One of Austin’s oldest and beloved parks now has an awesome new public art piece that you must go experience in person! Internationally-acclaimed artist Patrick Dougherty has been working for weeks to create one of his majestic Stickwork sculptures in Pease Park, which is now open to go view, walk through and enjoy. Using locally-harvested materials (willow, ash, and ligustrum), this art installation is comprised entirely out of saplings.

You’ll find the whimsical structures in the Custer’s Meadow area of the park (at 2201 Parkway). The installation, free to view and open to the public, was commissioned by the Pease Park Conservancy with the desire that all can enjoy this natural art piece. Noted that “public art is a powerful tool in raising community consciousness and reinforcing an authentic sense of place”, the members of the Pease Park Conservancy view nature as a way of connecting us all, regardless of background and abilities, and hope this work sparks the imagination of visitors of all ages.

The installation really is an amazing work of art. Comprised of four hut-like structures, Dougherty, his son, and a group of volunteers worked to build this over the course of three weeks, receiving truckloads of material from a ranch in Stonewall, TX. The sculpture is scheduled to remain in the park for the next two years, noting that the quality of the structure may decline after the first year with volunteers doing their best to keep up with its maintenance.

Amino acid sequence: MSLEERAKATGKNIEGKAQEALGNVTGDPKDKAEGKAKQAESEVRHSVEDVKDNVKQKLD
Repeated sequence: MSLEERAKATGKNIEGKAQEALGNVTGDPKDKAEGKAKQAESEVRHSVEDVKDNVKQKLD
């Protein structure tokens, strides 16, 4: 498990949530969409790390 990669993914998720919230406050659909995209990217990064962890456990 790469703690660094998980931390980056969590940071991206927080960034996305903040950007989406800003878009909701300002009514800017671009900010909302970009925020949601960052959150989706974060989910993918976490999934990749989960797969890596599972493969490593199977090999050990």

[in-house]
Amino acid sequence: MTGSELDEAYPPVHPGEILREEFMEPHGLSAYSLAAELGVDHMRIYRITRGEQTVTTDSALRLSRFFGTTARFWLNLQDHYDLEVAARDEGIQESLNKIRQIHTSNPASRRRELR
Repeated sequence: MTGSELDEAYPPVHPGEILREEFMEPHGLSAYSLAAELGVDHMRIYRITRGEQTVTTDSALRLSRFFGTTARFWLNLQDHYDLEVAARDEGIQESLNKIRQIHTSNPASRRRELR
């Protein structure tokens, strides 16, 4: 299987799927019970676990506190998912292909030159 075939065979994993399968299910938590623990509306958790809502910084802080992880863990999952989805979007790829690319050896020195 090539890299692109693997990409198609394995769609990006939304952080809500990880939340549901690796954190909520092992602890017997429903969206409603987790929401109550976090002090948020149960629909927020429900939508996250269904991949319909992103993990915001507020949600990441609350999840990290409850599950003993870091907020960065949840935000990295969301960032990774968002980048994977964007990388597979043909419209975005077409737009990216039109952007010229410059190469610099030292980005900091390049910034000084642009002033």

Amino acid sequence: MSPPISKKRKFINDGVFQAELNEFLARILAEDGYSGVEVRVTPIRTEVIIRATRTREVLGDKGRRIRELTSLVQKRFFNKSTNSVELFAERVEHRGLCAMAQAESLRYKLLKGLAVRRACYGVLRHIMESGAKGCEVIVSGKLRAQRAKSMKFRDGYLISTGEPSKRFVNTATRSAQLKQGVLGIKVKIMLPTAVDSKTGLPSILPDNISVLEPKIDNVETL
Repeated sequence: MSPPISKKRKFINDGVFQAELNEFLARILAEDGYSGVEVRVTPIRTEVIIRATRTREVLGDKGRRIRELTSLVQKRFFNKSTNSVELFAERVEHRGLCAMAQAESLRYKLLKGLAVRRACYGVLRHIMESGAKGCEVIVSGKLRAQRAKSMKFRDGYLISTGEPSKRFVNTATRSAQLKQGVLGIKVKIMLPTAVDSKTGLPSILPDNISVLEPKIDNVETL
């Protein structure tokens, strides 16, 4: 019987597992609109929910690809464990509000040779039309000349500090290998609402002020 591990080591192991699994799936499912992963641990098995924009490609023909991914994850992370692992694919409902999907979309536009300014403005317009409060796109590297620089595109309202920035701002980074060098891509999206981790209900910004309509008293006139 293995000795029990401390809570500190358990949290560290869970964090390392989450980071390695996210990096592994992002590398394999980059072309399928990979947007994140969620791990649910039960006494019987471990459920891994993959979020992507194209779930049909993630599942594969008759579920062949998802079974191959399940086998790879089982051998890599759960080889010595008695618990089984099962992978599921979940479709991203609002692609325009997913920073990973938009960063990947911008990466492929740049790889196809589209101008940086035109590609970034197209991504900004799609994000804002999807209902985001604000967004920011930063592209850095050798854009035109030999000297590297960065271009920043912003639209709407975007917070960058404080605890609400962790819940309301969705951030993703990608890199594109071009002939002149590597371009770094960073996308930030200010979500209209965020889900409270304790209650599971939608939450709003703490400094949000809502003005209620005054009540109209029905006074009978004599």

Patrick Dougherty explaining the process of building the artwork

You’ll definitely want to take the kids to wander through and explore the sculpture! Pease Park Conservancy encourages the community to experience the art by weaving through it, but of course, it’s important to remind the kiddos not to disturb the sticks and saplings.

While the sculpture is already open to view, take note that the official unveiling celebration event will take place on February 10 from 1-3 p.m. at 2201 Parkway with guest speakers.

Read more about Patrick Dougherty and his work at, and learn more about Pease Park Conservancy at

All photos taken by Roger Ho.